- Computed Value Method based on cost
of materials, fabrication and profit in the country of production;
- Fallback Method based on previous methods with greater flexibility.
A method may only be applied if the previous method or methods in the list cannot be applied. They are thus listed in order of priority. For example, method 1 must be applied unless it cannot be. Then method 2 must be considered and so on. It is not permitted to simply select a preferred method among the six.
Any goods which are supplied free of charge, such as commercial samples, should still have their value shown on the invoice but with the additional mention “Value declared for customs purpose only”.
Repaired and returned goods need a complete set of documents when exported from Australia for repairs. The Assessable Value for return would be cost of repair + cost of freight in both directions. Even if the repair is free of charge for the importer, the cost of repair must still be declared for duty purposes.
It is important to be aware of the checks and investigations which may be carried out by the ABF. It is specialised in investigating transactions where there is a relationship between the supplier and the importer, and certain other special features such as “Technical Collaboration” between the parties.
ABF examines the influence of any relationship on the invoice value of the imported goods in respect of transactions between the related parties. This is in order to determine whether the existence of any such relationship or agreement has influenced the invoice value of the imports.
Note that "person" also includes legal entities. Persons who are associated with the business of one another in that one is the sole agent, sole distributor or sole concessionaire of the other (however described) are deemed to be related for the purpose of these rules if they fall within the criteria of this sub-rule.
For the purpose of the valuation rules, persons shall be deemed to be "related" only if:-
- They are officers or directors of one another's businesses
- They are legally recognised partners in business
- They are employer and employee
- Any person directly or indirectly owns, controls or holds 5 per cent or more of the outstanding voting stock or shares of both of them
- One of them directly or indirectly controls the other vi) Both of them are directly or indirectly controlled by a third person vii) Together they directly or indirectly control a third person viii) They are members of the same family
- BL and or AWB
- Commercial invoices relating to the sale transaction
- Packing lists
- Packing Declaration required for all sea freight shipments
- Depending on type of goods: manufacturers' declarations may be required
- Certificates of Origin may be required for certain countries
Import Permits may be required for some goods. Examples below:
- ARPANSA Radioactive,
- TGA, (Therapuetic Goods Administration)
- FORS Vehicle Import Approvals
- DAFF Import permits including Second Hand Machinery
- other general Import Permit types which allow certain otherwise prohibited imports to be admitted into Australia
In Australia, in many instances, ATA Carnet is the best way of managing temporary imports.
The main categories of goods temporarily imported under cover of ATA Carnets are the following:
Antiques, machinery, machine-tools, catering equipment, canned food, footwear, toys, computers, office equipment, transformers, electric generators, electrical/ electronic and scientific equipment, surgical and dental equipment, jewellery and articles of precious metal/stones, "hi-fi", audio-visual, photographic and filming equipment, lasers, musical instruments and records, display material, aircraft, films, motor vehicles and accessories, racing engine machinery, heating and lighting equipment, agricultural machinery, furniture, crockery, paintings and other works of art, umbrellas, race-horses, suitcases, perfume, theatrical effects and sets, concert and musical instruments, leather and sports goods, clothing, yachts and boats, display stands.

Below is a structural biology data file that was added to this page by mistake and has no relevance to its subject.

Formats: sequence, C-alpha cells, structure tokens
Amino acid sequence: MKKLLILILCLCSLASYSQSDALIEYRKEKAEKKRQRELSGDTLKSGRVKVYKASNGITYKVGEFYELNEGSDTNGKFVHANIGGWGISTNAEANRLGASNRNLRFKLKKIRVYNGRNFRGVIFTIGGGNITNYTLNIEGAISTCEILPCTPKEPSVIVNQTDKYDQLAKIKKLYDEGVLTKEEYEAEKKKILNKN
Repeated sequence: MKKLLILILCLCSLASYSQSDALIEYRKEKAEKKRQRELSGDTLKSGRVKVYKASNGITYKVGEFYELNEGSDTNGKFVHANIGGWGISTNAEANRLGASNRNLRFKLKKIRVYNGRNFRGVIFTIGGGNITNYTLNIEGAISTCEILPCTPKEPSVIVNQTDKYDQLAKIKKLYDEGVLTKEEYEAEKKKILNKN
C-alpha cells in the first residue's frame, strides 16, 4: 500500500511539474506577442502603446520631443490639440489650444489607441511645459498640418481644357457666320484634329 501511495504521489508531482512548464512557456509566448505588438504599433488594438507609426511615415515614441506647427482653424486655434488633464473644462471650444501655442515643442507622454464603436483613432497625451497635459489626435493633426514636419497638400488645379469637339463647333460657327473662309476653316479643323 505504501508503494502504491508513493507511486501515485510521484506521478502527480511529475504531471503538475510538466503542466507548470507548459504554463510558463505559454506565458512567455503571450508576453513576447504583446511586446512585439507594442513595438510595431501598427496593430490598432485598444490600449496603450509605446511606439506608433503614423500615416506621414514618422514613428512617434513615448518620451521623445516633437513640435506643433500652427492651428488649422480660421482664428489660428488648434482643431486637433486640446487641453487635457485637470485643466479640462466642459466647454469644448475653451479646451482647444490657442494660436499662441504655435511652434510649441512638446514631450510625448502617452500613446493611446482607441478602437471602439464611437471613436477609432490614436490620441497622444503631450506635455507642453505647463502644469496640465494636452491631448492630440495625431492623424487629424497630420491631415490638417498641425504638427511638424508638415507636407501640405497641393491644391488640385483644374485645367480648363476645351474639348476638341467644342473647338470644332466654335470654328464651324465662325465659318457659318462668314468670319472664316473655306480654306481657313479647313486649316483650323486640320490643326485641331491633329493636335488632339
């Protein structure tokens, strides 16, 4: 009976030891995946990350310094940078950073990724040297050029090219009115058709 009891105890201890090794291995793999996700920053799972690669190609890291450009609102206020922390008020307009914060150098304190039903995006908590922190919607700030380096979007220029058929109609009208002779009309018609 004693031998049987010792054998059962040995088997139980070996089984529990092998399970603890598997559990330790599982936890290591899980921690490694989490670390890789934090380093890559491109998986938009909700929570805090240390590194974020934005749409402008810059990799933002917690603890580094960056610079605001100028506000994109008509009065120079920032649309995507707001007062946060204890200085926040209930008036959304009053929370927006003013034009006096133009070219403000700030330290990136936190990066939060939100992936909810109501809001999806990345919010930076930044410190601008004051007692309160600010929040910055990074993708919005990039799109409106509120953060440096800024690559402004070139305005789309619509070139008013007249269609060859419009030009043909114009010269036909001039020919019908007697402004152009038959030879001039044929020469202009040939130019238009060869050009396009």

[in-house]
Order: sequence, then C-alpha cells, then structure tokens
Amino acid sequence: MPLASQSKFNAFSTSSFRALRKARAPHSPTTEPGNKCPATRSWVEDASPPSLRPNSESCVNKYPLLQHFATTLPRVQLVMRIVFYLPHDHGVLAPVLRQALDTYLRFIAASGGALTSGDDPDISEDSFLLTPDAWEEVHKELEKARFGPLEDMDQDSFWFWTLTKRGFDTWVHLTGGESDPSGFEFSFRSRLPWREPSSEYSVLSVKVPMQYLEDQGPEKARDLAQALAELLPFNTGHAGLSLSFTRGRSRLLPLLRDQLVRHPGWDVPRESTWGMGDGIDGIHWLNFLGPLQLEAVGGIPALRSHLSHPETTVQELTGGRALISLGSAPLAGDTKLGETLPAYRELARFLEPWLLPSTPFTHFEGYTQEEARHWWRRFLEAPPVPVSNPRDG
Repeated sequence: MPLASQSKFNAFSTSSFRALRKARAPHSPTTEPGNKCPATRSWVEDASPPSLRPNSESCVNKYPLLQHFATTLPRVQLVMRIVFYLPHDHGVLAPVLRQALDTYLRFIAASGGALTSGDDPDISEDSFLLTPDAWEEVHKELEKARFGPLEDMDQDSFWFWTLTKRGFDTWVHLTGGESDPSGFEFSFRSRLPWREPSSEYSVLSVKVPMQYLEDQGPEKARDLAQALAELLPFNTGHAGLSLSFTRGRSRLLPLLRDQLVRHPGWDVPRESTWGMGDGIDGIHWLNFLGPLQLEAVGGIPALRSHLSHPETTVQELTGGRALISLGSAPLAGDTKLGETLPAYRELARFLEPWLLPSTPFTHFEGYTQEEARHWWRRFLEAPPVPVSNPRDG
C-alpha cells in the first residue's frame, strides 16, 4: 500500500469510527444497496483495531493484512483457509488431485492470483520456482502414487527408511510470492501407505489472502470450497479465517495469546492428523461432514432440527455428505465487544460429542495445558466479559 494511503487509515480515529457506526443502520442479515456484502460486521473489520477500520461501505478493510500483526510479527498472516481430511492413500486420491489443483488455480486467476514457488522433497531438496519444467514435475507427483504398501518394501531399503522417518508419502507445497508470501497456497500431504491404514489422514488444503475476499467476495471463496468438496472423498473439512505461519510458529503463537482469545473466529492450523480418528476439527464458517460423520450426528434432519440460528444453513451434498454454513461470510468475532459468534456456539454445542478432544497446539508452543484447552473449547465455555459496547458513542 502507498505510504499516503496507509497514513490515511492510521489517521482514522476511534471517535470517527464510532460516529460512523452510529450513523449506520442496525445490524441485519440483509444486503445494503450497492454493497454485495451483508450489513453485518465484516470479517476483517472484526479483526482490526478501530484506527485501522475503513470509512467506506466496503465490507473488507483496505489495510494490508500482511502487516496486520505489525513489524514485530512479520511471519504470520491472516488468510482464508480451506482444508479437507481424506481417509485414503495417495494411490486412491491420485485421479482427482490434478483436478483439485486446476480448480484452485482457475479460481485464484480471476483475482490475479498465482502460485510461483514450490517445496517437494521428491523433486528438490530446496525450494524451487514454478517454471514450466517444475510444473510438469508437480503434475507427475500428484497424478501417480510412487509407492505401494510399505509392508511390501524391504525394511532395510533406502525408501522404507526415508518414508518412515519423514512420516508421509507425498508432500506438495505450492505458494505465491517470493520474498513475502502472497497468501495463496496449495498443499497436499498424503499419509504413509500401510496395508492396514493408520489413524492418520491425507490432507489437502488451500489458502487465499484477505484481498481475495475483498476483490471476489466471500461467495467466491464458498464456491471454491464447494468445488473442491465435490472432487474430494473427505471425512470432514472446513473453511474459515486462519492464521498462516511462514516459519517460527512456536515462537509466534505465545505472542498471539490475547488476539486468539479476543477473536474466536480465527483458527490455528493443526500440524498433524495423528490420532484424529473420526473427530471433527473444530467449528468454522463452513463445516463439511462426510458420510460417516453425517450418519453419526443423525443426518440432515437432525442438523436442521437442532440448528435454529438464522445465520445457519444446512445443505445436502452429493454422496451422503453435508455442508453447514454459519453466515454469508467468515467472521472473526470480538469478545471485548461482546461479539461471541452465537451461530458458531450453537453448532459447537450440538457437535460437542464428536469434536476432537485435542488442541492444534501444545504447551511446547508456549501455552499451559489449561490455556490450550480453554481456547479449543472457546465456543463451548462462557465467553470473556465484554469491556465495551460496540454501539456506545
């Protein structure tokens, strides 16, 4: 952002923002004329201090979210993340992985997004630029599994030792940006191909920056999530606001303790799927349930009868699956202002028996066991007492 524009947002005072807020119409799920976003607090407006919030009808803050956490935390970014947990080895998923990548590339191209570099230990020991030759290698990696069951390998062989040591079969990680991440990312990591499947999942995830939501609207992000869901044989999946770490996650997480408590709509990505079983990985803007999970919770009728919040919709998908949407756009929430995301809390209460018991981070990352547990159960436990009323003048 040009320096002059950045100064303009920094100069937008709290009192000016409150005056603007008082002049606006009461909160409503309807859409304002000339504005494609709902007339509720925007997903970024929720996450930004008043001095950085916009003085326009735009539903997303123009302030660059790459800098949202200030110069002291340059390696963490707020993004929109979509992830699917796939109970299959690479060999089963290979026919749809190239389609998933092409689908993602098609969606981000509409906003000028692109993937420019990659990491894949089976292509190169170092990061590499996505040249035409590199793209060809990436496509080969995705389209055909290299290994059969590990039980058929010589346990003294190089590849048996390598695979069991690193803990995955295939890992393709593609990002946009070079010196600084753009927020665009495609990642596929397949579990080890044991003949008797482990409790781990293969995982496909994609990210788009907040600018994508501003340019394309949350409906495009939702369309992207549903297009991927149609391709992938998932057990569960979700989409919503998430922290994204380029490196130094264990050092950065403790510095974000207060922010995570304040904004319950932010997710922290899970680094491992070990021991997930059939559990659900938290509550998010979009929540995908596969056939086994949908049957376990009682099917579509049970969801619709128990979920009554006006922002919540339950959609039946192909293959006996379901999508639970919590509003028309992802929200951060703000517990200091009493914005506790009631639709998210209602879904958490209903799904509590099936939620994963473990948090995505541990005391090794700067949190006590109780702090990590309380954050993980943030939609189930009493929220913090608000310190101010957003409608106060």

Free Trade Agreements, Preferential Tariff Agreements, Comprehensive Economic Cooperation Agreement
Australia has signed agreements with the countries and country groupings below. Imports into Australia from these countries entitle the importer to special duty reductions and exemptions.
Free Trade Agreements
- New Zealand (ANZCERTA or CER)
- Developing Countries
- Least Developed Countries (LDC)
- Singapore (SAFTA)
- Thailand (TAFTA)
- Chile (ACI-FTA)
- Korea (KAFTA)
- Japan (JAEPA)
- China (CHAFTA)
- United States (AUSFTA)
- Malaysia (MAFTA)
ASEAN covering the following countries:
FTA’s concluded but not yet in force:
Comprehensive and Progressive Agreement for Trans Pacific Partnership (TPP-11) covers the following countries:
- Brunei Darussalam
- New Zealand
- Peru (PAFTA)
Pacific Agreement on Closer Economic Relations (PACER) covers the following countries:
- New Zealand
- Cook Islands, Kiribati, Nauru, Niue, Samoa, Solomon Islands, Tonga, Tuvalu
FTAs under negotiation:
- Australia-Gulf Cooperation Council (GCC) Free Trade Agreement
- Australia-Hong Kong Free Trade Agreement
- Australia-India Comprehensive Economic Partnership Agreement
- Environmental Goods Agreement
- Indonesia-Australia Comprehensive Economic Partnership Agreement
- Pacific Alliance Free Trade Agreemwent
- Regional Comprehensive Economic Partnership
- Trade in Services Agreement
Prospective FTA negotiations
- Australia-European Union Free Trade Agreement
- Australia-United Kingdom Free Trade Agreement
The Australian customs concepts outlined in this white paper are of necessity generic and brief and are intended to highlight areas you may not be aware of in order to prompt further investigation and professional advice. Australian Border Force compliance can be a major challenge for multinational businesses and understanding Australia’s Foreign Trade Policy is crucial for all stakeholders, including exporters and importers. That said, the Australian customs authorities’ steps to ease the bureaucratic burdens for doing business continue to help improve the processes as well as overall transparency.
The greatest impediment for a freight forwarder is insufficient documentation supplied from origin by the consigner. Providing the correct paperwork will generally ease the risk of impediments and delays.